The HSE will begin paying the €100 a week pandemic grant to student nurses next week over four months after it was first proposed.
Health Minister Stephen Donnelly has said that the payment will also be backdated to last September and the HSE hope it will complete the process next month.
Payment for student nurses working on the frontline during the pandemic has been a pressing issue for the past 15 months with criticism previously that the €100 sum was not enough.
Mr Donnelly also said he hoped Ireland had passed the “darkest days” of the pandemic and that measures would be put in place in recognition of frontline health workers.
He was speaking at this morning’s Irish Nursing and Midwifery Organisation (INMO) annual delegate conference hosted online.
The Health Minister told the delegates he was conscious of the challenges they face which have become more evident during the pandemic.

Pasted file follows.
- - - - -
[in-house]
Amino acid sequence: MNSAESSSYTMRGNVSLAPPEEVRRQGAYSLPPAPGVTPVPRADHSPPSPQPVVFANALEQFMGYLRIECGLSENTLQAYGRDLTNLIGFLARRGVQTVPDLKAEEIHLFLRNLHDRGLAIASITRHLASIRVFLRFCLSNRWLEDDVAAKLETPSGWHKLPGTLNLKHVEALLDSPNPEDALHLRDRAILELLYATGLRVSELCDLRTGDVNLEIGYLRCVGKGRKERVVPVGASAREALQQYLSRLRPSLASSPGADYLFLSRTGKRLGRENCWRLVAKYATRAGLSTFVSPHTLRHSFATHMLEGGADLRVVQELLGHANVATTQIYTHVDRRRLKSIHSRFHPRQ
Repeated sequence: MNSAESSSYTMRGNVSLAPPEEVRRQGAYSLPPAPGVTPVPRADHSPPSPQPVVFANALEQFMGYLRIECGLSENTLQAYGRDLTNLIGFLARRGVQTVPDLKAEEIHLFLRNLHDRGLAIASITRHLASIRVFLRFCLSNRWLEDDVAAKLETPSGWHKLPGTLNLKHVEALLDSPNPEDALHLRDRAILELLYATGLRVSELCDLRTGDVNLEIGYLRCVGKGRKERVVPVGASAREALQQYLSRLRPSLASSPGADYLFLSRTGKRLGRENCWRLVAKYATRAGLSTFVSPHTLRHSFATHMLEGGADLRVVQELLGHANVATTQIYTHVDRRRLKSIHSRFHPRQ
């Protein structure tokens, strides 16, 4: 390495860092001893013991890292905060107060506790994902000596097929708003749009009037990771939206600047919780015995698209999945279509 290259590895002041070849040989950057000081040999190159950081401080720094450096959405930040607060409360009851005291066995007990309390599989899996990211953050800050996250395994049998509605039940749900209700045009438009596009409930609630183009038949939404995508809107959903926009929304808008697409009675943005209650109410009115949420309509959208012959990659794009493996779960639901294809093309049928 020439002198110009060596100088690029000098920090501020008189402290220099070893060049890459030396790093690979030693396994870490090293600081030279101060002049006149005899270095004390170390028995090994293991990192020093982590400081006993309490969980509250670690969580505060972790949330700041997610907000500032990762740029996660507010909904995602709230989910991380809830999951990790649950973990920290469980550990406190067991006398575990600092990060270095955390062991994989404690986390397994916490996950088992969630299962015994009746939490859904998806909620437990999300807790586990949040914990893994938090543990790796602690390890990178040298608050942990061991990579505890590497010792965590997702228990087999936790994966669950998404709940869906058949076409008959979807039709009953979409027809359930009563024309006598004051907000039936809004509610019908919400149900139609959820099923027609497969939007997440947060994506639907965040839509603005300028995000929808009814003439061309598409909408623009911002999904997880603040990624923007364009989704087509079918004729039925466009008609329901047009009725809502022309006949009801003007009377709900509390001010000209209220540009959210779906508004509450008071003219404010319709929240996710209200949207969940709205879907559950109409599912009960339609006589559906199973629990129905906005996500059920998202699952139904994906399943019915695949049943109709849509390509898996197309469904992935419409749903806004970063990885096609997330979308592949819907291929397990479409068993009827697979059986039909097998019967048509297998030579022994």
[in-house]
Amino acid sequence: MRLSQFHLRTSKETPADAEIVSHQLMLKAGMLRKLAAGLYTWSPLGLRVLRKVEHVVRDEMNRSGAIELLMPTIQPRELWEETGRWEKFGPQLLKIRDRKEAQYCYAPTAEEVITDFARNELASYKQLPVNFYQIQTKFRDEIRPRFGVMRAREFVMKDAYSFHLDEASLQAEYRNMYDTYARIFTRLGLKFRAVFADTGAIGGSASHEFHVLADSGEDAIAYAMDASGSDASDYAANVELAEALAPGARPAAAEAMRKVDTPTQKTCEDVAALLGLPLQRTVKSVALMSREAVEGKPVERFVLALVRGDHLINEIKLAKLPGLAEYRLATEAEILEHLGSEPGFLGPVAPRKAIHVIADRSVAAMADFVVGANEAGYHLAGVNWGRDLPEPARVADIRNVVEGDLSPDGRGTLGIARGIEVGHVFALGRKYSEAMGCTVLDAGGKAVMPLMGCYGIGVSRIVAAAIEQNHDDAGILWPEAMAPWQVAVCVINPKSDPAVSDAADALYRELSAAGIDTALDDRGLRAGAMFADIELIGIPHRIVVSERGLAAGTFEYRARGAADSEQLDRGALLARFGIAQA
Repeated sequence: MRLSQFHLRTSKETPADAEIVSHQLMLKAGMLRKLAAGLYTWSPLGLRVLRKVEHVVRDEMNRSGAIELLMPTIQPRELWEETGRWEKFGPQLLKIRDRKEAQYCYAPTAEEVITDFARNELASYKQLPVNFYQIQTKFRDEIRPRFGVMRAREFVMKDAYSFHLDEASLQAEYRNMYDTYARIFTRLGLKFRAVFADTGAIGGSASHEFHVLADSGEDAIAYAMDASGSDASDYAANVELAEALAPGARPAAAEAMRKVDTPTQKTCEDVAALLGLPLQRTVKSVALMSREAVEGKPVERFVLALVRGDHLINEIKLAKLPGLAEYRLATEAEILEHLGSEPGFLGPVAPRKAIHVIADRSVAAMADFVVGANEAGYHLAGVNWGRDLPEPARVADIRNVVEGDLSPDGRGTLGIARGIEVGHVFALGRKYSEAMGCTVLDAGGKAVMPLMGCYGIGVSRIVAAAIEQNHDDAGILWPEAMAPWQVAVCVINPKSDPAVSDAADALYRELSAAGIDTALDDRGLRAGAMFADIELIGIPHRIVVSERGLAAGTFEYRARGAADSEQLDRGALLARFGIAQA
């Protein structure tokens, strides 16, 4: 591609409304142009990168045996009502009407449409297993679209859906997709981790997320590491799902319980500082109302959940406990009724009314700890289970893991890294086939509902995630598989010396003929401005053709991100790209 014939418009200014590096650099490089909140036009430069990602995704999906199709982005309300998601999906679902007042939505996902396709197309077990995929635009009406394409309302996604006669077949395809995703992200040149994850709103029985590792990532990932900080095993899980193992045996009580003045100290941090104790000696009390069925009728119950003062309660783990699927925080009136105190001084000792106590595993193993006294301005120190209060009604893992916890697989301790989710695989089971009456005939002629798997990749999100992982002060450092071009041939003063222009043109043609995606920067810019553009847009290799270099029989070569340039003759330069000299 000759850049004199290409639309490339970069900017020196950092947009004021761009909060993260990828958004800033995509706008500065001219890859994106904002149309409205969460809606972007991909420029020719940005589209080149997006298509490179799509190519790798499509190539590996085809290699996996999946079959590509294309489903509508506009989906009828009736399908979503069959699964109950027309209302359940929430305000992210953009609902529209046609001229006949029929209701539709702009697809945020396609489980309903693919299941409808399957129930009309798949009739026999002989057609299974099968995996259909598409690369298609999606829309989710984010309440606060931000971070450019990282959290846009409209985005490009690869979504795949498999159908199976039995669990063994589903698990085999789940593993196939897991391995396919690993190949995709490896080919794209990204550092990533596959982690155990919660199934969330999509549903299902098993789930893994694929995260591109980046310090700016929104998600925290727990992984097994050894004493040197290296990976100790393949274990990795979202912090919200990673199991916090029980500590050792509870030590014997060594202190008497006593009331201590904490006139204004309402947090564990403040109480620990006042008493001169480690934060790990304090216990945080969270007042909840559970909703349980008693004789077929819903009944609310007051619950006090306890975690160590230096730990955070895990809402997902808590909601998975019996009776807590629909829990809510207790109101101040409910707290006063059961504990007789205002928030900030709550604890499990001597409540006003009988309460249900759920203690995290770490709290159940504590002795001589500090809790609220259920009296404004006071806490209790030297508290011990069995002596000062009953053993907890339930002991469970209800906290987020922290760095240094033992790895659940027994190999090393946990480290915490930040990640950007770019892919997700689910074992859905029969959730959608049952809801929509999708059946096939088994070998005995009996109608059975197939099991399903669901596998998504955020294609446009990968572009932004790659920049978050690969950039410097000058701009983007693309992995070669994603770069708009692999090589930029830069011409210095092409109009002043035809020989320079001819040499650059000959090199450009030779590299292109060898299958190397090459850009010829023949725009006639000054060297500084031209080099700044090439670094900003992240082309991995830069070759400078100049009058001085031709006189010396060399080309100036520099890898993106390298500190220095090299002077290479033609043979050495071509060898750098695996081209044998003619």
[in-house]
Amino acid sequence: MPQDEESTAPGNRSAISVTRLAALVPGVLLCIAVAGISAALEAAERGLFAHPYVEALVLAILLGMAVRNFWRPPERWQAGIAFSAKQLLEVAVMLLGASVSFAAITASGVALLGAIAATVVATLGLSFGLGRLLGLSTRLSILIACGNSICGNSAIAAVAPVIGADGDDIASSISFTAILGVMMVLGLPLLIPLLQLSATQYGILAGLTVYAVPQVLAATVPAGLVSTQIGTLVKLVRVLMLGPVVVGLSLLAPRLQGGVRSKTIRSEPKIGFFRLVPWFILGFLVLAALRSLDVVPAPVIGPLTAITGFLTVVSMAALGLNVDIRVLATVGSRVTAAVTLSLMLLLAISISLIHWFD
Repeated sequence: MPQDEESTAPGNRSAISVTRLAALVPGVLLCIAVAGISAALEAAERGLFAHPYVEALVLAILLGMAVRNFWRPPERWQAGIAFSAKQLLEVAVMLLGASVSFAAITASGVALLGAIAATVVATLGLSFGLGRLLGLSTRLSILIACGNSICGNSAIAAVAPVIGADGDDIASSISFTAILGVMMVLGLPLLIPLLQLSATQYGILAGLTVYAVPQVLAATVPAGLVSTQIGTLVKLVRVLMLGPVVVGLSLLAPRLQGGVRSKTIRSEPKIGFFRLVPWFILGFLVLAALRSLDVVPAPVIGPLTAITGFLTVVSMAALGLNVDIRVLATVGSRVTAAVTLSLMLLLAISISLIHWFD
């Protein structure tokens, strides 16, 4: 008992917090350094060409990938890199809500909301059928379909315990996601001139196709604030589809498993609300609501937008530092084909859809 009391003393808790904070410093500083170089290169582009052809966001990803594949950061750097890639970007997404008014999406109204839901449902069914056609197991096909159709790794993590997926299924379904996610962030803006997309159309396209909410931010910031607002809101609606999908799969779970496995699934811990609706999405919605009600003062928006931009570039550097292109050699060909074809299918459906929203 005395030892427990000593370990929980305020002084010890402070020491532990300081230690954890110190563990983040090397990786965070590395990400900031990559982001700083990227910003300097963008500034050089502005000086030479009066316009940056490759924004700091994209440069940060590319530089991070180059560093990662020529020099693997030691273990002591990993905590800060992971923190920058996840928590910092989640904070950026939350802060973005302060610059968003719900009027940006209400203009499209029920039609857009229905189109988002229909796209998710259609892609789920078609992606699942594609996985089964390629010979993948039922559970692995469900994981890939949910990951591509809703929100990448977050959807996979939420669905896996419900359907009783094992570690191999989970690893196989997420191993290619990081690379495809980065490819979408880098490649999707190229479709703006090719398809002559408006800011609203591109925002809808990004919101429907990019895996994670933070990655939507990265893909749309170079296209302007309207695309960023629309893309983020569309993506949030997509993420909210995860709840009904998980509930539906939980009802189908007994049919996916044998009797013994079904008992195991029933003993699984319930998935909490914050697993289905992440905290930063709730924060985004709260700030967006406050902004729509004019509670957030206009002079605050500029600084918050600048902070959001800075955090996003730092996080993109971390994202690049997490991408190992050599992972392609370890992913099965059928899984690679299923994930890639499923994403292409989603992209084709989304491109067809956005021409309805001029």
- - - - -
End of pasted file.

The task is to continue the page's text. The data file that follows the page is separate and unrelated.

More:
Mr Donnelly said he had instructed a review to take place of student placements and that this report had come back with a number of recommendations.
One of these, announced in January, was that a €100 a week pandemic placement grant be paid to nursing and midwifery students on supernumerary placement.
“I have accepted all of these recommendations and have also decided the placement grant be backdated to September of last year.
"My department has instructed the HSE to process this payment, and I have confirmation that payments will begin from next week.
“Really importantly, the HSE has said they would be completed by the 1st of June,” Mr Donnelly said.
A long-term review of supports for INMO students is also taking place, including examining levels of pay for final year interns.
It will also look at travel and accommodation allowance for students in supernumerary placement.
Mr Donnelly said he hoped this review would be completed by June 30 ahead of the next academic year and that he would discuss it in detail with the INMO.
He also pledged that all of this year's nursing and midwifery graduates will be offered permanent contracts in the public health system.
“I am hopeful that the darkest days here in Ireland have now past,” he said, adding that he hoped the Government can put in place appropriate measures to recognised the work by frontline healthcare workers.